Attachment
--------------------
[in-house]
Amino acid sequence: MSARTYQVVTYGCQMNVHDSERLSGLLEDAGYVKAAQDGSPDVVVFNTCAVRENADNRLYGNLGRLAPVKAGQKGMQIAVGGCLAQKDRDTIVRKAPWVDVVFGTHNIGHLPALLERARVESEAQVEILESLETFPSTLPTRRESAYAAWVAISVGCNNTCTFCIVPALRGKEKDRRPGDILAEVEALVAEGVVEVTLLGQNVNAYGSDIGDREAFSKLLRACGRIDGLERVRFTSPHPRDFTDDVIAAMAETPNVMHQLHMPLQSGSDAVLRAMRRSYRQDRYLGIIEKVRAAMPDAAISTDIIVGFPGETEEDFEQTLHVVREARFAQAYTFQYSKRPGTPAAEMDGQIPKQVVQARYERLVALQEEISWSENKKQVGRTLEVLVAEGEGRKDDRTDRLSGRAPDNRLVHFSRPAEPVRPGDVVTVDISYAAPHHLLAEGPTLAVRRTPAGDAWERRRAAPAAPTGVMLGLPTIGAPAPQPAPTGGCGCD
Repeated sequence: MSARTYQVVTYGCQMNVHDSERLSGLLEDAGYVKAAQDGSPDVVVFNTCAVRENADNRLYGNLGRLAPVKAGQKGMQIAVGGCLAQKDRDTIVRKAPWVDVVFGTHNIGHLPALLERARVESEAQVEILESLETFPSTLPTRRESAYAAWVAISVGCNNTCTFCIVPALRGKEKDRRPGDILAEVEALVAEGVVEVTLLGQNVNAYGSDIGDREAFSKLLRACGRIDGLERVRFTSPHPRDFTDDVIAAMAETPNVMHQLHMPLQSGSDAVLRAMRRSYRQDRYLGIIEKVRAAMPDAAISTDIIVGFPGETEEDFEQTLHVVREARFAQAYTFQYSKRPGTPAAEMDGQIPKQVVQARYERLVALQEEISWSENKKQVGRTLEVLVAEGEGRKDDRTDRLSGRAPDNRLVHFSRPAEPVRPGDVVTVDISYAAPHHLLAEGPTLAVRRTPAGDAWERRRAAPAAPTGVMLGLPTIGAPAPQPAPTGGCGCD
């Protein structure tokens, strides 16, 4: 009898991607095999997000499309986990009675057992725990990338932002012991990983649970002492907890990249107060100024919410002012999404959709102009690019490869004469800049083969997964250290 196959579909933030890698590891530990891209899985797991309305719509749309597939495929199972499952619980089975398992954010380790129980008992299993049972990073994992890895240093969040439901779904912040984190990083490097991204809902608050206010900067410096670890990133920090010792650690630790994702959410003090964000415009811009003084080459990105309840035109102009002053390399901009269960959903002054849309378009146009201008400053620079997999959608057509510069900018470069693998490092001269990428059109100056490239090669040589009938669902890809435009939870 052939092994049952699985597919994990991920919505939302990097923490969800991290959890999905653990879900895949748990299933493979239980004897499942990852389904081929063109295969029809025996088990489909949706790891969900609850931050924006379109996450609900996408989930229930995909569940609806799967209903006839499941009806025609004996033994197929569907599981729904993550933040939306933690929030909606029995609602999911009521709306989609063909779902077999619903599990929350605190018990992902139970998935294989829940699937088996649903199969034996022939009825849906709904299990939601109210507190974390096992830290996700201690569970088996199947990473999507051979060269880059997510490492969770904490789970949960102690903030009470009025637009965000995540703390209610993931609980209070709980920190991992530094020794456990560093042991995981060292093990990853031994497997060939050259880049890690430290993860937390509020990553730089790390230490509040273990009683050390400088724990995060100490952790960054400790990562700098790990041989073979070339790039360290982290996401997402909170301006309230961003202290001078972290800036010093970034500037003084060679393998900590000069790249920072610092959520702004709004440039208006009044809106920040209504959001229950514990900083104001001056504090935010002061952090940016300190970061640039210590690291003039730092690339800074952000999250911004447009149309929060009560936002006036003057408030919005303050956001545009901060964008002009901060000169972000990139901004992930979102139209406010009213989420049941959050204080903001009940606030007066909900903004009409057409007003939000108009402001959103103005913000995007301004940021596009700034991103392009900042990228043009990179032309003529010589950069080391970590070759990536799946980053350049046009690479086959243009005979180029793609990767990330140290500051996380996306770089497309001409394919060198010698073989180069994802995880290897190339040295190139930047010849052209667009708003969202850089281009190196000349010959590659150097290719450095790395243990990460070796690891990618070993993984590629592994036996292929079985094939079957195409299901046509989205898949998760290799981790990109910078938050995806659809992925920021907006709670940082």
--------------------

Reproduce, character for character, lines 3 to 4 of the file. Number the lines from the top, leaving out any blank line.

Repeated sequence: MSARTYQVVTYGCQMNVHDSERLSGLLEDAGYVKAAQDGSPDVVVFNTCAVRENADNRLYGNLGRLAPVKAGQKGMQIAVGGCLAQKDRDTIVRKAPWVDVVFGTHNIGHLPALLERARVESEAQVEILESLETFPSTLPTRRESAYAAWVAISVGCNNTCTFCIVPALRGKEKDRRPGDILAEVEALVAEGVVEVTLLGQNVNAYGSDIGDREAFSKLLRACGRIDGLERVRFTSPHPRDFTDDVIAAMAETPNVMHQLHMPLQSGSDAVLRAMRRSYRQDRYLGIIEKVRAAMPDAAISTDIIVGFPGETEEDFEQTLHVVREARFAQAYTFQYSKRPGTPAAEMDGQIPKQVVQARYERLVALQEEISWSENKKQVGRTLEVLVAEGEGRKDDRTDRLSGRAPDNRLVHFSRPAEPVRPGDVVTVDISYAAPHHLLAEGPTLAVRRTPAGDAWERRRAAPAAPTGVMLGLPTIGAPAPQPAPTGGCGCD
């Protein structure tokens, strides 16, 4: 009898991607095999997000499309986990009675057992725990990338932002012991990983649970002492907890990249107060100024919410002012999404959709102009690019490869004469800049083969997964250290 196959579909933030890698590891530990891209899985797991309305719509749309597939495929199972499952619980089975398992954010380790129980008992299993049972990073994992890895240093969040439901779904912040984190990083490097991204809902608050206010900067410096670890990133920090010792650690630790994702959410003090964000415009811009003084080459990105309840035109102009002053390399901009269960959903002054849309378009146009201008400053620079997999959608057509510069900018470069693998490092001269990428059109100056490239090669040589009938669902890809435009939870 052939092994049952699985597919994990991920919505939302990097923490969800991290959890999905653990879900895949748990299933493979239980004897499942990852389904081929063109295969029809025996088990489909949706790891969900609850931050924006379109996450609900996408989930229930995909569940609806799967209903006839499941009806025609004996033994197929569907599981729904993550933040939306933690929030909606029995609602999911009521709306989609063909779902077999619903599990929350605190018990992902139970998935294989829940699937088996649903199969034996022939009825849906709904299990939601109210507190974390096992830290996700201690569970088996199947990473999507051979060269880059997510490492969770904490789970949960102690903030009470009025637009965000995540703390209610993931609980209070709980920190991992530094020794456990560093042991995981060292093990990853031994497997060939050259880049890690430290993860937390509020990553730089790390230490509040273990009683050390400088724990995060100490952790960054400790990562700098790990041989073979070339790039360290982290996401997402909170301006309230961003202290001078972290800036010093970034500037003084060679393998900590000069790249920072610092959520702004709004440039208006009044809106920040209504959001229950514990900083104001001056504090935010002061952090940016300190970061640039210590690291003039730092690339800074952000999250911004447009149309929060009560936002006036003057408030919005303050956001545009901060964008002009901060000169972000990139901004992930979102139209406010009213989420049941959050204080903001009940606030007066909900903004009409057409007003939000108009402001959103103005913000995007301004940021596009700034991103392009900042990228043009990179032309003529010589950069080391970590070759990536799946980053350049046009690479086959243009005979180029793609990767990330140290500051996380996306770089497309001409394919060198010698073989180069994802995880290897190339040295190139930047010849052209667009708003969202850089281009190196000349010959590659150097290719450095790395243990990460070796690891990618070993993984590629592994036996292929079985094939079957195409299901046509989205898949998760290799981790990109910078938050995806659809992925920021907006709670940082």